2. What are some of the similarities between the different species of hominins (modern and extinct humans) and apes?
3. What trends have paleoanthropologists identified in our hominin ancestors in terms of skeletal and skull features and in terms of behavior? In other words, how did these species change over time and what types of culture and skills did they have?
4. How did biology and environment interact to promote change?
5. What is the evidence paleoanthropologists look to in order to reconstruct the lives and stories of our extinct hominin ancestors?
6. What are the most important features paleoanthropologists use to decide whether a species should be included in the genus Homo?
These solutions may offer step-by-step problem-solving explanations or good writing examples that include modern styles of formatting and construction of bibliographies out of text citations and references. Students may use these solutions for personal skill-building and practice. Unethical use is strictly forbidden.1. What does it mean to be human from the perspective of paleoanthropology? What traits do paleoanthropologists look to in order to identify whether a specimen is an ape or a hominin?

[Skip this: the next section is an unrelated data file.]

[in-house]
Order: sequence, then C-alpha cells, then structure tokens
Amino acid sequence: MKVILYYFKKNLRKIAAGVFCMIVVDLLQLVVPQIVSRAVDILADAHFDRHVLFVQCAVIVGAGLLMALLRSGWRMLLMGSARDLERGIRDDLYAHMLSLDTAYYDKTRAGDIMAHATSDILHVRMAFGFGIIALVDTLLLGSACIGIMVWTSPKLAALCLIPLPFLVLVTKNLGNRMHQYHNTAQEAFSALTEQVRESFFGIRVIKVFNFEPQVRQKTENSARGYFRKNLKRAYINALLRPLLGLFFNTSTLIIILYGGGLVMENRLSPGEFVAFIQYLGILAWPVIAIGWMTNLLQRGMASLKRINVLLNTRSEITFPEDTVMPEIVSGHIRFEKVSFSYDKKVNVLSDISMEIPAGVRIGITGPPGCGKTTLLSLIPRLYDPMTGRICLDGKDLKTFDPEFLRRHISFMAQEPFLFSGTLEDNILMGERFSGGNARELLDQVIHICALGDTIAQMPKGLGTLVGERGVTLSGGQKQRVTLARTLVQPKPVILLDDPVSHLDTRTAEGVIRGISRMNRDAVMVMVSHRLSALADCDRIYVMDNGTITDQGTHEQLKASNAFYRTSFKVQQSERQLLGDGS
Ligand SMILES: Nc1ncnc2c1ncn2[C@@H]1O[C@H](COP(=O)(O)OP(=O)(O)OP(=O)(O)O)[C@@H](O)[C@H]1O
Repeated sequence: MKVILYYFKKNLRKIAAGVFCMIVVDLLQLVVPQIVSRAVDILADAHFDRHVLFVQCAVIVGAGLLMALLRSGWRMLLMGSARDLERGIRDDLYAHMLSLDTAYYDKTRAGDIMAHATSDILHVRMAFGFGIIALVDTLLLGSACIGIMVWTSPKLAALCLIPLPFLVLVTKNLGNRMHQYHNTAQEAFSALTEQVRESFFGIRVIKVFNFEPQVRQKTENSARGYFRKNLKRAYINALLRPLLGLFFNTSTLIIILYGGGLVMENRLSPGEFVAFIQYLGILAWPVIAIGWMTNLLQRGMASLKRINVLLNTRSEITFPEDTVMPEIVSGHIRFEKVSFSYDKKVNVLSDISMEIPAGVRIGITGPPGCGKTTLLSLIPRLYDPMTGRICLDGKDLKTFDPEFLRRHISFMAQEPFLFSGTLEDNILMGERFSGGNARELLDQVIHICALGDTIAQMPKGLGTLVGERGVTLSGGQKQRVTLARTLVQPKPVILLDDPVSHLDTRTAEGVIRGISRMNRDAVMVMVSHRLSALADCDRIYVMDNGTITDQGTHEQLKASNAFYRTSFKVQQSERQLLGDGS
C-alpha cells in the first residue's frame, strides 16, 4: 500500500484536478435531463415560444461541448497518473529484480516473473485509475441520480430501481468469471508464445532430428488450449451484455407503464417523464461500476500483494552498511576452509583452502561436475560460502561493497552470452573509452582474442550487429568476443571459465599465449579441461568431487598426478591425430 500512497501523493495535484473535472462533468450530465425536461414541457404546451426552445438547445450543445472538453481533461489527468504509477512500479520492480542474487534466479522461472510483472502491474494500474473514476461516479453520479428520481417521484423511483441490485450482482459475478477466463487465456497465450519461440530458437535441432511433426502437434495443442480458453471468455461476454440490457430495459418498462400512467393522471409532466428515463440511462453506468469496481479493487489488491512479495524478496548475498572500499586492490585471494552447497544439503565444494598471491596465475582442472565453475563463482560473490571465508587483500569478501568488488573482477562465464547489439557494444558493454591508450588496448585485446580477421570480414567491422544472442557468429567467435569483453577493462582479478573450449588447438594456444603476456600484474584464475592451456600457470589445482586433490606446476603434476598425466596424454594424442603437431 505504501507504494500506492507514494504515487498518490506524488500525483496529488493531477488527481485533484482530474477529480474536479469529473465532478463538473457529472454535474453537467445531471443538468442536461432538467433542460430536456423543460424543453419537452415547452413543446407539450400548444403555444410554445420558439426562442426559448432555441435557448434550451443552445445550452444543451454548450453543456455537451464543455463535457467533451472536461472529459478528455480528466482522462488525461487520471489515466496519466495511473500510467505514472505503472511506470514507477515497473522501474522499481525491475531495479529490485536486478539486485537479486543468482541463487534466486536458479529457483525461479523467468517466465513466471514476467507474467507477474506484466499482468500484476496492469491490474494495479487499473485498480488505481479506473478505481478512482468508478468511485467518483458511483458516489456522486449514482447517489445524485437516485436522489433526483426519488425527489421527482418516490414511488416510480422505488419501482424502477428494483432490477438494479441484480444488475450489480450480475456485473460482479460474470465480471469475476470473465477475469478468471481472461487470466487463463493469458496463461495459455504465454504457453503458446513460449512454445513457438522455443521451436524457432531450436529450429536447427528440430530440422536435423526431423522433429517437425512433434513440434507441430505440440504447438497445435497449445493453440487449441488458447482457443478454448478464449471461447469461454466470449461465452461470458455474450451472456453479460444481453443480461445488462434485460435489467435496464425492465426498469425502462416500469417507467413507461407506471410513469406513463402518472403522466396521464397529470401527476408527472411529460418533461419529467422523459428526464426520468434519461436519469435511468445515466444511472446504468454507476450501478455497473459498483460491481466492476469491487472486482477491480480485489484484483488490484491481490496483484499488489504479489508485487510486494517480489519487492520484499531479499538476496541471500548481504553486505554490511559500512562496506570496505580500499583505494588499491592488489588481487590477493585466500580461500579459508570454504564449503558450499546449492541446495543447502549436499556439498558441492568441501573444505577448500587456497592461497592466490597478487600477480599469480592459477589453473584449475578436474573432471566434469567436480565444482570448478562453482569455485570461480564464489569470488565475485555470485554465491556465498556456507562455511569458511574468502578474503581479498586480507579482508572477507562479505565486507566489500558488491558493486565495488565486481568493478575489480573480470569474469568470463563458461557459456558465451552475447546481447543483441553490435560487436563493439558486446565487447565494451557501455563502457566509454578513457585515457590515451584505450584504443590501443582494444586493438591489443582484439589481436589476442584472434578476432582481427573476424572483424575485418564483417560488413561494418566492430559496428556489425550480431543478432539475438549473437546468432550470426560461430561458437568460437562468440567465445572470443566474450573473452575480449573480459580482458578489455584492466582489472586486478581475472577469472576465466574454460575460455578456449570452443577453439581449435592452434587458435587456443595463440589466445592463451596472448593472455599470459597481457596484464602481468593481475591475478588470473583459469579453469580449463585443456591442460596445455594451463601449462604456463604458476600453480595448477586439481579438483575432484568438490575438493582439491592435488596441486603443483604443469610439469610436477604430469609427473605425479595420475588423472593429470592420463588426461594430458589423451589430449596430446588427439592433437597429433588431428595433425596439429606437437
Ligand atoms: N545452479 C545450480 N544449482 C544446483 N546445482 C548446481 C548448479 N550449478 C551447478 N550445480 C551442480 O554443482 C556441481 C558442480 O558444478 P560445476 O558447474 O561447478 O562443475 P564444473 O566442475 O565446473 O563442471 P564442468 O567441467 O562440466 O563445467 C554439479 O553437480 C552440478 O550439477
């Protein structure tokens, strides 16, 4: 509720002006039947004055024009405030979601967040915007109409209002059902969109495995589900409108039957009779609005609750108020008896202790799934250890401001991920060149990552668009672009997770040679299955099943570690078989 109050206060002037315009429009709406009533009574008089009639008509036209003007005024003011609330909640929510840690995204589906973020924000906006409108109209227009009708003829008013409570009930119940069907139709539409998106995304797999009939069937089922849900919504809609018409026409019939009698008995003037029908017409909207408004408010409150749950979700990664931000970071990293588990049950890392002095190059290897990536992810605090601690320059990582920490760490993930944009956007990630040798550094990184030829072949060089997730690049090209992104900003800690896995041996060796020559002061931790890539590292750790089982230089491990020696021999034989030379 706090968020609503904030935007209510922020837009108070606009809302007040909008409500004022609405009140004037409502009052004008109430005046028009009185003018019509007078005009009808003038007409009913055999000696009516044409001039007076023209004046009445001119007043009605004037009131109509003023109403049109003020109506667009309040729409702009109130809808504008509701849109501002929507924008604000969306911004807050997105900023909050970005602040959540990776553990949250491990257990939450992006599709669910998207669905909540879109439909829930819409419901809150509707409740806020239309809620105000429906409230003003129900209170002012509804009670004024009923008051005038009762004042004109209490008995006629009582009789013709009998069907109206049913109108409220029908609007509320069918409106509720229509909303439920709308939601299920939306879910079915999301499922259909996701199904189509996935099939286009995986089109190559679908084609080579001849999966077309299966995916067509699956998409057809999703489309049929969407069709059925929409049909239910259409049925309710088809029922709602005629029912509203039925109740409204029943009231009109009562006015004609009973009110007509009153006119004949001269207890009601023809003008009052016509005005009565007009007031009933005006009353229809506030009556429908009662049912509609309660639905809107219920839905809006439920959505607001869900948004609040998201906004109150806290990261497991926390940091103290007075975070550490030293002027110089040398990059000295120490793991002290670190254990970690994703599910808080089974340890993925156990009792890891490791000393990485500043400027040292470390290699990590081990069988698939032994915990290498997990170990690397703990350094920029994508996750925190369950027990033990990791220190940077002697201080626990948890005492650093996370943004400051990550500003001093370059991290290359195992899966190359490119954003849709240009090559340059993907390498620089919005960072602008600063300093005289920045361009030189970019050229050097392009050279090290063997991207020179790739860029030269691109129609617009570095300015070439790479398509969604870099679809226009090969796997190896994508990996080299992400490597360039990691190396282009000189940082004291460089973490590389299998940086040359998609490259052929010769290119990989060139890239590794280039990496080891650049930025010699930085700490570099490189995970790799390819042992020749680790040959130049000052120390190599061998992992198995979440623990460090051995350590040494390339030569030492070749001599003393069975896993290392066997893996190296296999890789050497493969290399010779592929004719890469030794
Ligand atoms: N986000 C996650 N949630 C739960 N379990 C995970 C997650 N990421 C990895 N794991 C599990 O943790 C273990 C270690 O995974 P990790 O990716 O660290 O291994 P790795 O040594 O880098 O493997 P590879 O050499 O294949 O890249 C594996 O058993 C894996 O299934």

There are morphological and concomitant behavioral characteristics which are distinctive of hominins in relation to apes; these include the speech and language of living humans, essential dependence on complex material culture, and advanced cognition (Larsen, 2013, p. 247). However, because these characteristics evolved long after the inception of hominins, these merely distinctive characteristics are not considered definitional of hominins. Instead, “two obligate behaviors” (p. 247), which long preceded speech and material culture, are considered definitional: bipedal locomotion and nonhoning chewing, where each behavior entails physical characteristics which made the behaviors possible....
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